Date of Award
Doctor of Philosophy (PhD)
Molecular, Cellular, and Developmental Biology
In cell division, chromosomes align and attach to the mitotic spindle with high fidelity in order to limit missegregation of chromosomes that form individual nuclei, termed micronuclei. During cell division, membrane-bound organelles are cleared to the periphery of the cell; lack of clearance of membranes from chromosomes leads to chromosome missegregation. Cells regulate the biogenesis of their membranes throughout the cell cycle. Cancer cells frequently have upregulation of membrane lipid synthesis and micronuclei, but a connection between membrane biogenesis and chromosome missegregation leading to formation of micronuclei has not been established. In my thesis work, I show that the protein phosphatase CTDNEP1 regulates membrane biogenesis and formation of micronuclei in human cell lines. I elucidate how CTDNEP1 controls synthesis of ER membranes through its dephosphorylation and activation of the phosphatidic acid phosphatase lipin 1. I show that ER membrane abundance is increased in mitotic cells lacking CTDNEP1, and endoplasmic reticulum (ER) membranes are less cleared in prometaphase to metaphase. I show that CTDNEP1 has conserved functions for restricting membranes to the surface of the nuclear envelope during nuclear envelope assembly and for maintaining nuclear morphology. Using quantification of mitotic cells in a fixed asynchronous population, I corroborate the results of previous studies showing that CTDNEP1 is necessary for correct timing of mitotic progression. Errors in attachment to the mitotic spindle (that may or not be surveilled by the spindle assembly checkpoint) lead to chromosome missegregation that results in formation of micronuclei. Inhibition of the spindle assembly checkpoint in synchronized cells leads to a small increase in micronuclei in CTDNEP1-depleted cells. In contrast, transient spindle disassembly that causes unbalanced attachment errors not sensed by the spindle assembly checkpoint results in severely micronucleated nuclei in CTDNEP1-depleted cells, showing that micronuclei in CTDNEP1-depleted cells form through decreased mitotic error correction. Lipidomic analysis of total cellular lipids in CTDNEP1-depleted cells reveals that phosphatidylcholine/phosphatidylethanolamine are increased with loss of CTDNEP1. I show that inhibition of fatty acid synthesis suppresses ER membrane expansion in CTDNEP1-depleted cells. I observe that depletion of the fatty acid transcriptional regulators sterol regulatory element binding proteins 1 and 2 and stearoyl Co-A desaturase partially suppress ER membrane expansion, illuminating the role of fatty acid synthesis gene upregulation in expansion of ER membranes in CTDNEP1-depleted cells. I show that severe micronucleation after transient spindle disassembly and the incidence of micronuclei in untreated CTDNEP1-depleted cells is rescued with inhibition of fatty acid synthesis. These data elucidate the mechanism for how CTDNEP1 controls ER lipid synthesis in human cells. Together, these data support the conclusion that increased fatty acid synthesis leads to excess ER membranes that interfere with chromosome segregation in mitosis, leading to formation of micronuclei. This study provides the first connection to misregulation of lipid synthesis to formation of micronuclei, two events that are common in cancer cells. This study thus provides a link between regulation of lipid synthesis and chromosome segregation and informing our understanding of how they are altered in cancer.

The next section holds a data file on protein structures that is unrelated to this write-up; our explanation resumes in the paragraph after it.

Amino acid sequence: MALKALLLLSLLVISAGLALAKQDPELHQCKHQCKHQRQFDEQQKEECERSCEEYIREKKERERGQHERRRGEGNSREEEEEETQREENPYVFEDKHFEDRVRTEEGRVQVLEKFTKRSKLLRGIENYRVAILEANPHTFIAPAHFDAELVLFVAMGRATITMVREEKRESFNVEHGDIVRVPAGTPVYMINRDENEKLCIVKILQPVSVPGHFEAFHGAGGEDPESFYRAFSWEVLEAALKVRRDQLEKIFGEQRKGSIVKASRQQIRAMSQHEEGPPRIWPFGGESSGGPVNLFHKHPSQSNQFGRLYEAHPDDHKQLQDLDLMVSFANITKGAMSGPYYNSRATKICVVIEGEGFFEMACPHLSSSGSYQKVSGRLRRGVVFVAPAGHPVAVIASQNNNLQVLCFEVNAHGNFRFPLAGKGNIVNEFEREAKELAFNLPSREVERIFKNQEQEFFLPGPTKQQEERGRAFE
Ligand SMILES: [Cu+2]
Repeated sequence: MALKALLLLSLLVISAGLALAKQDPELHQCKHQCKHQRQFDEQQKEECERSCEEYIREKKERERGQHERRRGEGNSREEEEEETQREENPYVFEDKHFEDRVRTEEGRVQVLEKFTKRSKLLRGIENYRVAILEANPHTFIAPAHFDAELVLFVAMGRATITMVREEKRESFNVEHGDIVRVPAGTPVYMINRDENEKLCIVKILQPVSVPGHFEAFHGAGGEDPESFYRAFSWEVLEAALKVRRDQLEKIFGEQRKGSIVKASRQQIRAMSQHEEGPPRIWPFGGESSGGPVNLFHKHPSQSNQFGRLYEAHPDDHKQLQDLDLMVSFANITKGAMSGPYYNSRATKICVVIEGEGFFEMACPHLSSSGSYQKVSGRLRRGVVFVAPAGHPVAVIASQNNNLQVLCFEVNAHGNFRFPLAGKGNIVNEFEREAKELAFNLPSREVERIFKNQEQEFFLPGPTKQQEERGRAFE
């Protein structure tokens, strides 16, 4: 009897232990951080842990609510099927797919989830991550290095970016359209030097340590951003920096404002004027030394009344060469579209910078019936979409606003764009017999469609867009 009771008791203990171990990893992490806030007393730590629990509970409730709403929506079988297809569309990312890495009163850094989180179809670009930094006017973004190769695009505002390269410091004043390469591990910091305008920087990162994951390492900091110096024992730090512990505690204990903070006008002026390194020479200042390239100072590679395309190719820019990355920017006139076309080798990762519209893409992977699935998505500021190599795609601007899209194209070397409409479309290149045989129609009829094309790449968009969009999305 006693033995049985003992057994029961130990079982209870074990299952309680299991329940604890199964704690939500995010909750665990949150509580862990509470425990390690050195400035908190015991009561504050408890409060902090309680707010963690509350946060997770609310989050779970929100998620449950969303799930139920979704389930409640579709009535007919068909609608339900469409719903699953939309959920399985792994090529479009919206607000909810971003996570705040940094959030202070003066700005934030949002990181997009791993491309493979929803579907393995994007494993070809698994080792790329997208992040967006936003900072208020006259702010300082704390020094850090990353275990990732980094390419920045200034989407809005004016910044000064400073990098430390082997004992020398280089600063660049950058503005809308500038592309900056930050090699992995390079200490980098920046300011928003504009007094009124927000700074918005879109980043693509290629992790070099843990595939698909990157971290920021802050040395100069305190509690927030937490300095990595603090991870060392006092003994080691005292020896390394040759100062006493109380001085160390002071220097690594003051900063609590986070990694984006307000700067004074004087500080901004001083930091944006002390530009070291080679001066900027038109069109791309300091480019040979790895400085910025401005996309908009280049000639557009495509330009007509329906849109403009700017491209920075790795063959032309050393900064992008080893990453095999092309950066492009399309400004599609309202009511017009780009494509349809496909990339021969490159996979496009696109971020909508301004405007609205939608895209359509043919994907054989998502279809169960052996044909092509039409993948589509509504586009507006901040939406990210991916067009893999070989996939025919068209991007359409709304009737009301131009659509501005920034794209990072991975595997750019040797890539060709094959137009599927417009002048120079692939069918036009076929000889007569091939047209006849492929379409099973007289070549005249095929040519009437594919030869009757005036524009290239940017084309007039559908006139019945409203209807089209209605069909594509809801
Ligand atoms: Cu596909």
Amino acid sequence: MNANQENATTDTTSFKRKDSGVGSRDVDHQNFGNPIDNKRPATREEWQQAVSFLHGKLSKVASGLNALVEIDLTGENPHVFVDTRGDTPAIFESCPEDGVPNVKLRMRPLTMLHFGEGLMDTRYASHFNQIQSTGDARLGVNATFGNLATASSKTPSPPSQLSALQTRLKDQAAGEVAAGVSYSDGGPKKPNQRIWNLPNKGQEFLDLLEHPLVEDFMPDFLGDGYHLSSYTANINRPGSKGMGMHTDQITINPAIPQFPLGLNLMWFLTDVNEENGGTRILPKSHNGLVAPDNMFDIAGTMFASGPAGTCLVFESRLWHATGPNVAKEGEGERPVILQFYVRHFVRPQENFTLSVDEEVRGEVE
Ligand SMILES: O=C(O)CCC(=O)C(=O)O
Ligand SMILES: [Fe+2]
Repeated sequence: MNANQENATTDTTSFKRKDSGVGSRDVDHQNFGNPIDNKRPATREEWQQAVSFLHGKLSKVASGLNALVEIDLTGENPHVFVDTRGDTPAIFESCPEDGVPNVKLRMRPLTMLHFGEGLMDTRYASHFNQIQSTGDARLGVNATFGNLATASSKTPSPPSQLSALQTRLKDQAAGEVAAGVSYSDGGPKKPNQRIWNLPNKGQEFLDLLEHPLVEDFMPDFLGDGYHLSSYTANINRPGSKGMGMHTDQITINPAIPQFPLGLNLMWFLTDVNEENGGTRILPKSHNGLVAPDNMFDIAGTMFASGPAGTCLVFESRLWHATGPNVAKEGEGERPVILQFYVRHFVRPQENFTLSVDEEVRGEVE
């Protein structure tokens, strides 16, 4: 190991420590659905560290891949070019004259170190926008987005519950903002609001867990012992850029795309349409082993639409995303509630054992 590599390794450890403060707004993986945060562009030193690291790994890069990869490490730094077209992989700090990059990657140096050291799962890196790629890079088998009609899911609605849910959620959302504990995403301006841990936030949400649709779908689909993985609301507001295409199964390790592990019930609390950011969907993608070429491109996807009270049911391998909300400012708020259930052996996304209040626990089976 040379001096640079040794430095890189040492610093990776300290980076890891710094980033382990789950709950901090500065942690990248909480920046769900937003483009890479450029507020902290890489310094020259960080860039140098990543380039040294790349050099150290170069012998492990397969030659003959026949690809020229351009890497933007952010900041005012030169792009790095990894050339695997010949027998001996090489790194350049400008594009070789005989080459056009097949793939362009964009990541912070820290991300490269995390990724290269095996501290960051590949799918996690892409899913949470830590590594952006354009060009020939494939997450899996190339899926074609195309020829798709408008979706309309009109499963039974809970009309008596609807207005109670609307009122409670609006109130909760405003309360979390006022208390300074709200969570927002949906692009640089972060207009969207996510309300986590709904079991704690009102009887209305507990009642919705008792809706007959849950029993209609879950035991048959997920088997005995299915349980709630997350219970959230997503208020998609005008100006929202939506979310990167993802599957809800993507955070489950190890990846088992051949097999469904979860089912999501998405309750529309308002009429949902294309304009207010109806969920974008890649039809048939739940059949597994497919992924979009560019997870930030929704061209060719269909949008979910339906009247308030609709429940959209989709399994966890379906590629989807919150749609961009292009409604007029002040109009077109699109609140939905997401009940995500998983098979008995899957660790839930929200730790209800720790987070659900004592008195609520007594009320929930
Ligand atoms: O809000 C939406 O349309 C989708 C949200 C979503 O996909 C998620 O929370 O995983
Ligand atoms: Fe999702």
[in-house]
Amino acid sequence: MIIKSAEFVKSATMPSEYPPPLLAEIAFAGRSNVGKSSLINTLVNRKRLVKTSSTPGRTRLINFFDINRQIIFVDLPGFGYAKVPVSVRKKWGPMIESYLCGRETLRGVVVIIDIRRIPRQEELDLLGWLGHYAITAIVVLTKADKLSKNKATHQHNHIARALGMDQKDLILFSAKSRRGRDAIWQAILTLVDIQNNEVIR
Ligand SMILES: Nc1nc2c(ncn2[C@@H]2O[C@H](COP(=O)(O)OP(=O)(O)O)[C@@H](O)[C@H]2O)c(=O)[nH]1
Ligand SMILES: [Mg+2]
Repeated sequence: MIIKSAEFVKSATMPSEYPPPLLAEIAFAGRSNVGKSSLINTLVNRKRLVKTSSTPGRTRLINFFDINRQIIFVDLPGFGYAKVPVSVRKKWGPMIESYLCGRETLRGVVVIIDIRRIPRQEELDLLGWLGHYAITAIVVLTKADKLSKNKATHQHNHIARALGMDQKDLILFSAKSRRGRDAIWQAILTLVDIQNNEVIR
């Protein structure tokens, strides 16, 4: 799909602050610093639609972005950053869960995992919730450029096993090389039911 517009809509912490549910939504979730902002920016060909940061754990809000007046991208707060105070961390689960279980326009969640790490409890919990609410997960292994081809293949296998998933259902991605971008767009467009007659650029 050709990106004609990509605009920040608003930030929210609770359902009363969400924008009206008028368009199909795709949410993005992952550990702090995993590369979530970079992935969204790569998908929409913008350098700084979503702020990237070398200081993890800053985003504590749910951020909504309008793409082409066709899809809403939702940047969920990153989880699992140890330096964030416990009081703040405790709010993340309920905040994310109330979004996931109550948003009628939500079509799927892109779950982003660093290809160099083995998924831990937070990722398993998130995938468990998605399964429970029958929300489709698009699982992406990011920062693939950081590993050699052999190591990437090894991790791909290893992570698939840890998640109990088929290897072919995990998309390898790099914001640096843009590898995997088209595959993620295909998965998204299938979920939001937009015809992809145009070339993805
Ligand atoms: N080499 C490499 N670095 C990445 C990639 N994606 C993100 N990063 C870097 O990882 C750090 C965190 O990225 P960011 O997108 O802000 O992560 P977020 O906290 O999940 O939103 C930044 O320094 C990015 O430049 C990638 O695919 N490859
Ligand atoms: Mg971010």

Merta, Holly Elizabeth, "Analyzing the role of ER membrane biogenesis in mitotic fidelity" (2021). Yale Graduate School of Arts and Sciences Dissertations. 196.